“I Don’t Know How to Look at Art”

Inside the Mind of Picasso, acrylic, oil crayon and resin on wood, 24″x24″, 2003

There are painters who transform the sun into a yellow spot. But there are others who transform a yellow spot into the sun.
Pablo Picasso

“I don’t know how to look at art.” More than a few people have told me this over the years. At my shows. At galleries. At museums. I’m always confused, because telling me you don’t know how to look at art is like telling me you don’t know how to have sex. What’s not to know?

Many insecurely believe there is some intellectual component to consuming fine art. Some creativity-appreciating gene. This misses the fundamental point of art’s inherent power to sweep over you like wind or water. To cool you down, heat you up and draw from you an emotion you did not even know was hiding beneath the surface of your daily life.

There is no more learning to look at art than there is learning to listen to music or learning to smell a rose. That lemony smell or that opening guitar riff in Reelin In The Years makes you feel more alive. More grateful. More eager. Or more disgusted, dejected, hopeless. I once stood in front of a Degas ballerina painting for fifteen minutes crying like a baby. Something about the dedication on the young girl’s face and the turn of her hand, which, mind you, was nothing more than a dab of ocher paint. And what the hell do I know? I got a business degree in college.

Sometimes I play a game with myself and pretend I have been blind for decades and just regained my sight. Then I look up at the sky. And that lone bird or ominous cloud becomes poetic, the thing that blind me would have given all the money in the world to see just one more time. Do that with a loved one. And watch their all-too-familiar face regain a magic moment of novelty.

So, those of you who think they don’t know how to look at art, just look in a mirror. Study your own face. It is an unbelievable construction. Or hit a museum. Or put a mask on and look at a coral reef. Or study your kid’s scribbles. Look/listen/taste/smell something. Notice whatever you notice. Whether you are basking or recoiling you are appreciating it as well as any up-his-own-ass art critic ever did.

 

 

11 thoughts on ““I Don’t Know How to Look at Art”

  1. Greetings. LPI where we met some years ago is now a memory for us both. My husband died 3 years ago. I left LPI a year ago and am exploring my new incarnation . If you remember I said my husband made me a better person. Now I’ m finding out who I still am after 43 years together. I’m still a better person- gee I hope I’ve learned something. I teach yoga and instruct in meditation and do massage therapy in my studio on Big Pine Key. One of days I’ll get to Miami and try to get together.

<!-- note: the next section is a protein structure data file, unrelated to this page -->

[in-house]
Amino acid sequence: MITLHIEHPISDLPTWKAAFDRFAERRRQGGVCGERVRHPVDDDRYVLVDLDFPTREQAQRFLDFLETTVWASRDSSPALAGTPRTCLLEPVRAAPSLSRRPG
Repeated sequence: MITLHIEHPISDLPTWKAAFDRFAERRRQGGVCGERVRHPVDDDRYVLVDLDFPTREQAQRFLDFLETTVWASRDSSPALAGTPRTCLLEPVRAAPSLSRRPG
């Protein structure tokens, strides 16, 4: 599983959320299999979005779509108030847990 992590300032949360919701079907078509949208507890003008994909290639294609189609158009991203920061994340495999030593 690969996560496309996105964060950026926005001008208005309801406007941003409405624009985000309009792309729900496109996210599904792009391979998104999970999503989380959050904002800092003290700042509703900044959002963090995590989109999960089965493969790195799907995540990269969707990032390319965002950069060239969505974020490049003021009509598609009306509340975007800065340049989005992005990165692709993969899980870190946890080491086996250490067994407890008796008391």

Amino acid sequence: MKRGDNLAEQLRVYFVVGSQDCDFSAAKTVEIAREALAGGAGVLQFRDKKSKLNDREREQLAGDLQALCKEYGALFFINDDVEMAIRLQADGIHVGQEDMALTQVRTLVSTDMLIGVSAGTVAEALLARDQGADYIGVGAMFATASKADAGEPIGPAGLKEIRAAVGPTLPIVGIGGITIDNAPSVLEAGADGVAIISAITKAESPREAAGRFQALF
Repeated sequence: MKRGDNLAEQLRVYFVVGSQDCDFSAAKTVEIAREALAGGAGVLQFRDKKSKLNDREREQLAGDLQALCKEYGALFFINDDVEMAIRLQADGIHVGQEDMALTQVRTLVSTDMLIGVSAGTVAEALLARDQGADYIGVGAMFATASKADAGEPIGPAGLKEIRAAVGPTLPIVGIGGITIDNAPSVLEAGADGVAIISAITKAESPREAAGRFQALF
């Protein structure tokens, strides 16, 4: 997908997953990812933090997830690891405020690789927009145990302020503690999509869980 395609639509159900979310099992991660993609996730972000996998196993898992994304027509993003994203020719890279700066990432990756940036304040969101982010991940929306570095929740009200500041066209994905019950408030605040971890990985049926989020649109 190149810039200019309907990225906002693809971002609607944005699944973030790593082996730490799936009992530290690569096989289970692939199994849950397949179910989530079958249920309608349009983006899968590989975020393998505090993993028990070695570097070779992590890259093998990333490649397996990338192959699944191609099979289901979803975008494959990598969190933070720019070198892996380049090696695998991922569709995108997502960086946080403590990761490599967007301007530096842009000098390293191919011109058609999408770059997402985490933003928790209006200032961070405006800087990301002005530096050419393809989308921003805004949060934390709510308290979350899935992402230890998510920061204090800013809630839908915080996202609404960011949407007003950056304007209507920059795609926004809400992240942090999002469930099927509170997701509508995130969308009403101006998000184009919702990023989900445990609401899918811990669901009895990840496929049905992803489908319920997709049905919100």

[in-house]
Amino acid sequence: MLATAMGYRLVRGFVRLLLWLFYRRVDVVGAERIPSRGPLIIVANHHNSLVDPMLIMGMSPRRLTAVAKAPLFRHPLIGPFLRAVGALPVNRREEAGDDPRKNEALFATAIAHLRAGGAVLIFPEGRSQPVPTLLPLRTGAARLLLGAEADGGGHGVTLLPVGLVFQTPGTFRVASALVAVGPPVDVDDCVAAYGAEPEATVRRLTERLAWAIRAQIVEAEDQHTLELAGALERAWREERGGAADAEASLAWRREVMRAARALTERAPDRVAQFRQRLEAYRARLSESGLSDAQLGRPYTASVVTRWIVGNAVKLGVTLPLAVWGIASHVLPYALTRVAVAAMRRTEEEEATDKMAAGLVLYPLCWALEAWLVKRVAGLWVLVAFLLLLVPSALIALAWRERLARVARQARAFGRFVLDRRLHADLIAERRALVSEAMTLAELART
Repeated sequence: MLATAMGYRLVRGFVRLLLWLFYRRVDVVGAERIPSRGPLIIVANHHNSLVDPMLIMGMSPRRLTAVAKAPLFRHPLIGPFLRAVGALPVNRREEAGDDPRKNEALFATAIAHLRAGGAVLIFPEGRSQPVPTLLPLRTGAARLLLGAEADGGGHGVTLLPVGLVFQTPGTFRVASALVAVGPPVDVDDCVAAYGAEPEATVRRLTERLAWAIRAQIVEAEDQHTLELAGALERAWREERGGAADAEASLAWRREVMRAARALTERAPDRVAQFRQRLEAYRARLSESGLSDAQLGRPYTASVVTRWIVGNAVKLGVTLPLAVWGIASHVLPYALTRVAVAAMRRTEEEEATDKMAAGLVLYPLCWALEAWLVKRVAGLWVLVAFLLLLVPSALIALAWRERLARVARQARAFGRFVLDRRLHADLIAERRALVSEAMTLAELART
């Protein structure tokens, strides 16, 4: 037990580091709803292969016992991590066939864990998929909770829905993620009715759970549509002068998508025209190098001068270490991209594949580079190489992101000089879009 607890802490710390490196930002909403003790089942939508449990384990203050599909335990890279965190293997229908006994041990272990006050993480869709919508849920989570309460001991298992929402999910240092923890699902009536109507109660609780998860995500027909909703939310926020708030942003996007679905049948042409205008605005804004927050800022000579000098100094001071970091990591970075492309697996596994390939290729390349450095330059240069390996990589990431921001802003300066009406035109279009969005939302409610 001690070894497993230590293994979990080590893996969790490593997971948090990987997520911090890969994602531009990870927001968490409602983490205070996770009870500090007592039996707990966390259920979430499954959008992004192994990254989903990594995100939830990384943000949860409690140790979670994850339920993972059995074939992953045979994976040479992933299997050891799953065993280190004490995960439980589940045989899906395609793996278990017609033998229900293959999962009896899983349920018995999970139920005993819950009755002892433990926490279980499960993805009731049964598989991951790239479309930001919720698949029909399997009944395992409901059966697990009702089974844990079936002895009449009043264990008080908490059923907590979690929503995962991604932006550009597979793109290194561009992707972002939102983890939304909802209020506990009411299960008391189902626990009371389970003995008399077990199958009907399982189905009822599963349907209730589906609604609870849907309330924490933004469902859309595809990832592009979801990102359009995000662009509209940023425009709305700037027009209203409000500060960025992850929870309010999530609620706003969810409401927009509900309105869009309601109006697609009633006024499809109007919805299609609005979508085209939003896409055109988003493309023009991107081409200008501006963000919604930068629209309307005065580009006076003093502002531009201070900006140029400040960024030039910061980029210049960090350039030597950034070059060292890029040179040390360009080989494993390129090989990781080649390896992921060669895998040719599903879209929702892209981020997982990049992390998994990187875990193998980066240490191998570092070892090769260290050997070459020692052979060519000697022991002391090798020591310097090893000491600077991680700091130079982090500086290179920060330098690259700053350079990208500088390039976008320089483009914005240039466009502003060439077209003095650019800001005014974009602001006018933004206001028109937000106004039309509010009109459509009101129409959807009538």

Your comments tweaked my interest because I’m always trying to find cogent quotes to post on my Facebook business account and at my studio for students to chew on.
    I love a mind that doesn’t go with the mainstream. That’s the only way one can grow. Thankfully and gratefully I’ve found another man to whom I can talk. His name is also Bill. Namaste ml

    1. Marylee – you made an impact on me when we met and i am glad you are moving forward on the journey. Bill was one of a kind. And his energy is all around us. And I’m sure your new friend is another bright light.

  2. Ever since last spring, right around my birthday, when one of my dearest friends decided to take a little walk out into the woods, away from the house, away from his friends, away from knowing eyes and ears, and then lifted a gun up to his mouth, inserted the barrel, and blew his life away, I have hated art. Not all art, just painted art. My friend was a painter. Writing this now, I realize that it seems like a juvenile or even a scripted, manufactured reaction, but it is genuine. You see, he used to have his canvases leaning everywhere, at his place, at friend’s places. He had his little bottles of paint stashed in toolboxes and stuffed in backpacks; he had plastic containers full of brushes. He was into art and art history and architecture and books and justice and beauty. He was always showing me his latest masterwork. For fun, he would speed-paint, and create what I thought were landscape masterpieces much like some people whip up a gourmet meal in the kitchen. He had a gift. I have never really mourned his passing. I have been way too angry with him for that. I have not gotten to the place were I want to understand the “why.” After the violent act, when everyone looked to me for inspirational, meaningful, or just plain thoughtful words, words that I normally gave daily and easily, I withheld and withdrew. I have never, ever been quite so confused and quite so upset and disappointed. His was an act of betrayal — of our friendship, of our bond built over the years. He was always a little selfish. He was also a little crazy. But he was also a little funny, and a little wild, and a little gifted, and a little dreamy, and a little volatile, and a little artsy, and a little mischievous, and a lot like a brother. And he was faster than me. Yes he would outrun me in a dash, but he would give me the shirt off his back, and he would help me move apartments in the driving rain. And we would jump off of really high bridges into the water, and we would chase the girls together, and we would dive deep into the ocean, and we would lazy around the beach at sunset, and we would scream and yell at each other and pal around arm in arm. And until just yesterday, I had not heard his voice for nearly a year, until I was looking though an old iphone and found a few saved voice messages from him. I played one of them over a couple of times, listening for something. He had left a message about meeting up a little later in the afternoon, and remarked on what a beautiful day South Florida had served up. He had left it a couple of weeks before the end, and there was absolutely nothing that hinted at what was coming. Nothing. I think that that cluelessness is what has made this so hard for me. My feelings about it and him are such a tangle. I could understand a tragic accident or a horrible disease. I see so many people struggling to make it through the day, or the week or the month, struggling to find some magic formula to have the good days outnumber the bad. And then I think of what he did. It was just such bad behavior; so unacceptable and disgusting to me. Like if I had known he was capable of that, I would never have accepted him as a friend, I would never had introduced him to my family. These are the people you steer clear of in life, at least that’s how the thinking goes. And I think that that is why anything that reminded me of his one true passion, his art, I just avoided.